Who Broke the Department of Veterans Affairs?

Obama has failed to live up to his promises, but serious problems at the agency stretch as far back as John F. Kennedy's presidency.
Secretary of Veterans Affairs Eric Shinseki is a former general. (Jonathan Ernst/Reuters)

Failure is an orphan—and there are few failures more toxic than those of the Department of Veterans Affairs.

The agency, ostensibly created to help veterans heal from the wounds of war, is plagued by a backlog of claims from soldiers seeking help, leaving them to wait months or even years for compensation.

There's consensus that the backlog is unacceptable, and President Obama's administration pledged to eliminate it by the end of 2015. But the agency—and the backlog—is getting new attention due to a spate of deaths at VA hospitals, and Republicans are attempting to pin the agency's failures squarely on the president.

Looking for a lone villain in the VA debacle, however, is a fool's errand. It's true that—despite holding the world's most powerful post for five years—Obama is yet to eliminate the long waiting times for veterans seeking help. Blaming him alone, however, is to ignore roots of the problem that stretch back decades before Obama took the Oval Office.

Instead, the sheen of shame over the VA's failures spreads across time and party affiliation. It stains the legacies of presidents as far back as John F. Kennedy and condemns past Congresses whose poor oversight allowed the problem to fester. The VA itself is also not without fault, as bureaucracy and intransigence let the agency deteriorate to the point the problem became nearly impossible to fix.

So who really broke the VA? In sum, it's a failure with many silent fathers.

President Obama

Obama's experience with the VA is a testament to the danger of big promises—and high expectations.

He pledged to end the claims backlog while simultaneously making a string of moves that summoned a flood of new claims to the agency.

The administration made it easier for veterans to get compensation for both post-traumatic stress disorder and exposure to Agent Orange—a Vietnam War-era defoliant now tied to a long list of neurological disorders. Those moves extended help to long-suffering veterans, but they weren't matched by the VA reforms needed to adequately address the new claims. Agent Orange alone took up 37 percent of the Veterans Benefits Administration's claims-processing resources nationally from October 2010 to March 2012, according to a Government Accountability Office report.

And as claims soared during Obama's first years in office, so did wait times. In 2009, there were about 423,000 claims at the VA, with 150,000 claims pending for more than four months (the official wait time it takes a claim to be considered "backlogged"). By 2012, claims had exploded to more than 883,000—and 586,540 of those sat on the agency's backlog list.

The administration did request—and get from Congress—additional funding for the agency. The agency's budget totaled $100 billion in 2009. In 2014, it was up to $154 billion. But that money doesn't instantly transfer into an expanded capacity to meet veterans' needs: It takes approximately two years to fully train a claims worker; the blame for the staff crunch doesn't rest on Obama's shoulders alone.

The influx of claims has since fallen, and the backlog is greatly diminished—though there is controversy over how the administration has dealt with the claims. (For more on the administration's struggle to fix the VA, see here.)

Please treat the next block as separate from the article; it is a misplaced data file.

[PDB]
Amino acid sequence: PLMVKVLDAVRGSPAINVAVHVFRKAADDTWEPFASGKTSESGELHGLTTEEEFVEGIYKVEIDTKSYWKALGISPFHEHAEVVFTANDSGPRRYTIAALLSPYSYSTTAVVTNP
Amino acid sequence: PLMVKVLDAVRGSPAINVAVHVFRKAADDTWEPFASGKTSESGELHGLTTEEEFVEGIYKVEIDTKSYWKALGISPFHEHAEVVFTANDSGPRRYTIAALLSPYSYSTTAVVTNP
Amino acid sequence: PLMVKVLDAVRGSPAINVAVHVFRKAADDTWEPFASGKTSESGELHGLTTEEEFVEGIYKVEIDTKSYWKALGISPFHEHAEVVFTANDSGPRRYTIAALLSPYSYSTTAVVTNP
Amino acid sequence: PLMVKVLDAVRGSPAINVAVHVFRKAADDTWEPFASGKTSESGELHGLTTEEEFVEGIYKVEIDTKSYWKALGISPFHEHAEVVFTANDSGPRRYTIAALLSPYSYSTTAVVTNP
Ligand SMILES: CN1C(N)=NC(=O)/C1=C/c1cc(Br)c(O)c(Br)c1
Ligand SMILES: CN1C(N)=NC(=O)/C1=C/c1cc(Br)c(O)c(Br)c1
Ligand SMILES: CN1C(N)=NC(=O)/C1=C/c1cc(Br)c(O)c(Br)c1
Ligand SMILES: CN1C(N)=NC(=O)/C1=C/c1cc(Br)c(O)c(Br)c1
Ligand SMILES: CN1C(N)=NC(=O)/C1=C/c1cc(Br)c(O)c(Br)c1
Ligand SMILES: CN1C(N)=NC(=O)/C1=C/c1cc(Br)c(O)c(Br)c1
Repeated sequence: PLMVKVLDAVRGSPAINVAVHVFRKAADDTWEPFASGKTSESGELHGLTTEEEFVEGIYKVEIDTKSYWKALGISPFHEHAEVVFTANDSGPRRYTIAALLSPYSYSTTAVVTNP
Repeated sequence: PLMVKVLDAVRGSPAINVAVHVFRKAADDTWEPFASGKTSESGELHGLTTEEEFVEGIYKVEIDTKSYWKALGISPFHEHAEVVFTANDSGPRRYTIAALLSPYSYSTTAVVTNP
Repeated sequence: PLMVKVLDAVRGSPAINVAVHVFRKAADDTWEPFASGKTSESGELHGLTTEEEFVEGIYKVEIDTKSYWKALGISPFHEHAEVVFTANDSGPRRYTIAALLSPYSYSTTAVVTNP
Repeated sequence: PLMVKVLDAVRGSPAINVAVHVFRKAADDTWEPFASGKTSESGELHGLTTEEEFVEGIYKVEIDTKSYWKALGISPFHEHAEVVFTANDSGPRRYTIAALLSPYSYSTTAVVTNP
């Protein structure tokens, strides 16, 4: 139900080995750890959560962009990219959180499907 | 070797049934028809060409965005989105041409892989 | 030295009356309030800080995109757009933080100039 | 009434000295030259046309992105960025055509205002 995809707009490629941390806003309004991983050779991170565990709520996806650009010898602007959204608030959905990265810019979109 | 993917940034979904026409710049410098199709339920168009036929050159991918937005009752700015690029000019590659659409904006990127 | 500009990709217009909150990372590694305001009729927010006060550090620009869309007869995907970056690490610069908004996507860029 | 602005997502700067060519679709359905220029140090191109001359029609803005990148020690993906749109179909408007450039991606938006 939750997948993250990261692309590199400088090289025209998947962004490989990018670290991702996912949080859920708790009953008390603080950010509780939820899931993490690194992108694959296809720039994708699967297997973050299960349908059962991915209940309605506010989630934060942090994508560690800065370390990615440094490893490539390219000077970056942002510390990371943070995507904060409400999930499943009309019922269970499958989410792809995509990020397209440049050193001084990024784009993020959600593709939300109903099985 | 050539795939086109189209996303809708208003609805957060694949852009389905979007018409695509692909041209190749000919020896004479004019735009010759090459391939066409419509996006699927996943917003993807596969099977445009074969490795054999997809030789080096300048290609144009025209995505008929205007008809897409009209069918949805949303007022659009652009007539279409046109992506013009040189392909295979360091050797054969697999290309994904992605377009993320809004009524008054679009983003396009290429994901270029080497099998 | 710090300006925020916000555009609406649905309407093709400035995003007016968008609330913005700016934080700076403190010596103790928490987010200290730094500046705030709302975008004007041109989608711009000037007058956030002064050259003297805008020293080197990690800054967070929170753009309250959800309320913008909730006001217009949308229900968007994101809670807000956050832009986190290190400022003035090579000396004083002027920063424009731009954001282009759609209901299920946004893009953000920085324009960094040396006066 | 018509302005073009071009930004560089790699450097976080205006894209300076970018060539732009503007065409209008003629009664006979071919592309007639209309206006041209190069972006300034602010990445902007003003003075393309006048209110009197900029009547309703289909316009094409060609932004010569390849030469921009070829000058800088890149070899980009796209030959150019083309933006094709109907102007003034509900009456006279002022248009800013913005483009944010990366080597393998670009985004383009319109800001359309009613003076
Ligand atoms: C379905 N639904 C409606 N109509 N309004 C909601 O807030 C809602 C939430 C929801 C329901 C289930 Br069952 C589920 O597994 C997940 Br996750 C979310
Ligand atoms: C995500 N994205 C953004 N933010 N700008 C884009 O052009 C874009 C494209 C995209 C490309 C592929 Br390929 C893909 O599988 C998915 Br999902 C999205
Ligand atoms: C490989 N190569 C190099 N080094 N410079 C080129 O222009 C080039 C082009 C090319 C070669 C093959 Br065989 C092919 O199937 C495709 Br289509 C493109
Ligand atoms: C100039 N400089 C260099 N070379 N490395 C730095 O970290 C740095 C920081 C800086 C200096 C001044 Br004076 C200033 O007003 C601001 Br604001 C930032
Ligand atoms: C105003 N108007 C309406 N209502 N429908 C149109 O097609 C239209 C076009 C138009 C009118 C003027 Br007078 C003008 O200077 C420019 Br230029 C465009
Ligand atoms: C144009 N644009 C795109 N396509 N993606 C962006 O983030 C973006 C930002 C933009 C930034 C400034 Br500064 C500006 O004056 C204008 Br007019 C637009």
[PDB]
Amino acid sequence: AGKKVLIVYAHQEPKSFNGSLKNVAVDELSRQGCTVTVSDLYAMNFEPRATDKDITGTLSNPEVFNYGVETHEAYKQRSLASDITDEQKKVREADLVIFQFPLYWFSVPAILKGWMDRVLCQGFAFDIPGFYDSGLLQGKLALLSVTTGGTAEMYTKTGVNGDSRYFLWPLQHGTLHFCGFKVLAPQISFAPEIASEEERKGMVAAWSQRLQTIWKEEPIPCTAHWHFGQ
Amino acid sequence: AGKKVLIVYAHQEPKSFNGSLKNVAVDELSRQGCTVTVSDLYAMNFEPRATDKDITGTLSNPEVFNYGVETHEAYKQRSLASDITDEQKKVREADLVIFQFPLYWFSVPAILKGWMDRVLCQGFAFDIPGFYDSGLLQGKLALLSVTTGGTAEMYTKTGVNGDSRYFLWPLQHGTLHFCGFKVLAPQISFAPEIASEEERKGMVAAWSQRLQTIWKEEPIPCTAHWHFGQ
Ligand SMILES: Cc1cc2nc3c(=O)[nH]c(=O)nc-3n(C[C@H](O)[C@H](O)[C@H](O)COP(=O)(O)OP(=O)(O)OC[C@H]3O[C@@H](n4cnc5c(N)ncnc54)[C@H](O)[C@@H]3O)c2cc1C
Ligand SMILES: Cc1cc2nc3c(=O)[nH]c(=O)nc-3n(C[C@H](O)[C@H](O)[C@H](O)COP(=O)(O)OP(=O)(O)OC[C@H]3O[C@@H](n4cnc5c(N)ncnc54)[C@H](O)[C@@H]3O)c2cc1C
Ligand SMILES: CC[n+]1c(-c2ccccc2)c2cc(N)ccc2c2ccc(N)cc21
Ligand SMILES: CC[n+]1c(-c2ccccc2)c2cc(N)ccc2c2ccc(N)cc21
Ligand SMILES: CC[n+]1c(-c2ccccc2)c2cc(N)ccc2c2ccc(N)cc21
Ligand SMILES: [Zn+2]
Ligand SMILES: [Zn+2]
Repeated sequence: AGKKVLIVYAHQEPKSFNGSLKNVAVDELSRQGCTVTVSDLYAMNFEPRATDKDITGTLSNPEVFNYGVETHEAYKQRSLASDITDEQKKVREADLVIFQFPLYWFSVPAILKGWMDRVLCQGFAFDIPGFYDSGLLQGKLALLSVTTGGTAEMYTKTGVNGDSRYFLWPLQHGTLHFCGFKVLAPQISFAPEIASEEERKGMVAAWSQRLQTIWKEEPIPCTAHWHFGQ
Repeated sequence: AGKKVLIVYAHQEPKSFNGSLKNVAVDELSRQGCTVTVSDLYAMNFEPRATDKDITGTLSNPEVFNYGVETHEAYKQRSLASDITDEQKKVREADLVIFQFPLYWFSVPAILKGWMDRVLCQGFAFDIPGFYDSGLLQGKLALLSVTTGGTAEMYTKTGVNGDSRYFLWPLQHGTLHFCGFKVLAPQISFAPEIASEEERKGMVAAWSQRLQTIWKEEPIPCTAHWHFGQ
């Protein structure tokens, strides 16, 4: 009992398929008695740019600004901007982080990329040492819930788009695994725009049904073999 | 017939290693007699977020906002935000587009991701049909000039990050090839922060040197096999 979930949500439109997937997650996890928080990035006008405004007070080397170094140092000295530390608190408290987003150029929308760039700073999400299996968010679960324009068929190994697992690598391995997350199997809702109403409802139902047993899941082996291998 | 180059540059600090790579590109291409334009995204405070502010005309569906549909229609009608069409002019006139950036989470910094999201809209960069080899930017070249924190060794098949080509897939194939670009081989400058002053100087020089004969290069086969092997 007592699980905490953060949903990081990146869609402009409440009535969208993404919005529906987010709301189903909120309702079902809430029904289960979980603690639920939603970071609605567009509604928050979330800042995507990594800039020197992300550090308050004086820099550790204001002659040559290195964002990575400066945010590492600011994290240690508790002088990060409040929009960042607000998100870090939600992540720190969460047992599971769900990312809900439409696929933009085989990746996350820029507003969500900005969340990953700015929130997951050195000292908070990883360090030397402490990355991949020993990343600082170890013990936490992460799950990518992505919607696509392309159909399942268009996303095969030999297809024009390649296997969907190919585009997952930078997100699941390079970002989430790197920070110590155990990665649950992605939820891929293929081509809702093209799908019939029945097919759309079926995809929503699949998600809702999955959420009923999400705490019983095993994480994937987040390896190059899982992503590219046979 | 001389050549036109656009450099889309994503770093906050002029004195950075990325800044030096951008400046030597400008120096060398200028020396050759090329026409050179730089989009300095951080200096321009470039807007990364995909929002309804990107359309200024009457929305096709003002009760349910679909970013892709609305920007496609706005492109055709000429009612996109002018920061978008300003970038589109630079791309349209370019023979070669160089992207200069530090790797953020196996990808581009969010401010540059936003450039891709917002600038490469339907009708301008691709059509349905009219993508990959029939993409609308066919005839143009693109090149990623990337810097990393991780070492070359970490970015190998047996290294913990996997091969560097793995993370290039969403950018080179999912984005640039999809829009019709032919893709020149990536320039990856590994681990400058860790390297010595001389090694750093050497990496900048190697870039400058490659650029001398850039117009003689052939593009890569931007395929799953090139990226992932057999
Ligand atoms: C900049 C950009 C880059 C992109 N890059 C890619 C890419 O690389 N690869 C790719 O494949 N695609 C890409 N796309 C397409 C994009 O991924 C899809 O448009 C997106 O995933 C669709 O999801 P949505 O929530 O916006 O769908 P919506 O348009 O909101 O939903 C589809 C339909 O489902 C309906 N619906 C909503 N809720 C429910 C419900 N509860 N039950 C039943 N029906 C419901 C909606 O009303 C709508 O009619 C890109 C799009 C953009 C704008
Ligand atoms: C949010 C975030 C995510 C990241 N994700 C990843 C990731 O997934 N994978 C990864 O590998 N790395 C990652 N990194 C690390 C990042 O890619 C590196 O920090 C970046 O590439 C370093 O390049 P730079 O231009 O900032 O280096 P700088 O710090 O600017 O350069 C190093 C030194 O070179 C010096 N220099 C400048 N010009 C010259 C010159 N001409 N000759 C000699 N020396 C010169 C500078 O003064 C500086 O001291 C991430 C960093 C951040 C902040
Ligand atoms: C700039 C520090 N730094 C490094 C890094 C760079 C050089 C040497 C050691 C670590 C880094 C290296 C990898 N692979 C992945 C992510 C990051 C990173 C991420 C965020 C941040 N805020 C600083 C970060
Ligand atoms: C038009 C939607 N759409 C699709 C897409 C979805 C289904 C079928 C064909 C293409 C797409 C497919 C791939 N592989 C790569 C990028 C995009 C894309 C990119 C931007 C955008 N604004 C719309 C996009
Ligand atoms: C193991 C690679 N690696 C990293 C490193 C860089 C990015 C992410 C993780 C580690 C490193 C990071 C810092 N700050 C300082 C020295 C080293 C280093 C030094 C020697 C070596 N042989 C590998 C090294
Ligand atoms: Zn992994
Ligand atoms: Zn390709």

"As a candidate, Barack Obama promised veterans the moon, but in many cases he hasn't delivered as president," said Republican Representative Jeff Miller of Florida, the chairman of the House Veterans Affairs Committee. "VA's disability claims backlog grew to historic levels on his watch .… Candidate Obama promised the most transparent administration in history, but his VA is a case study in how to stonewall the press, the public, and Congress."


Miller's own branch of government, however, cannot claim clean hands.

The VA could be overhauled to better address the needs of modern veterans, including reforms to the way it processes claims, assesses the performance of its employees, and measures its overall performance. But putting many of those reforms in place would require an act of Congress—and thus far those haven't happened.

Instead, Congress has taken a more reactive approach. When incidents—such as the recent hospital deaths—capture public attention, lawmakers hold hearings where they berate agency officials with juicy sound bites they can later play back for their constituents. It's good political theater, but it's unclear that the payoff is anything other than political.

"Congress has been totally exasperated by the VA's inability to get on top of the problem for a long time," said Linda Bilmes, a senior lecturer in public policy at Harvard University's Kennedy School. "But they haven't been willing to really contemplate anything other than throwing more money at the problem."

Congress is taking some legislative steps now: The House is slated to vote this week on a VA accountability bill to make it easier to fire senior executives, and the latest VA funding bill banned bonuses to agency executives. But neither measure contains changes on the structural level.

And even when Congress has passed legislation aimed at improving the agency, its record of efficacy is mixed at best—especially in terms of eliminating the claims backlog.

In 2000, lawmakers passed the Veterans Claims Assistance Act. The law was signed by President Clinton and was, by all accounts, a well-meaning attempt to make it easier for veterans to get VA claims approved.

Presented by

Jordain Carney is a defense reporter at National Journal

Stacy Kaper is a staff writer (economics) for National Journal.

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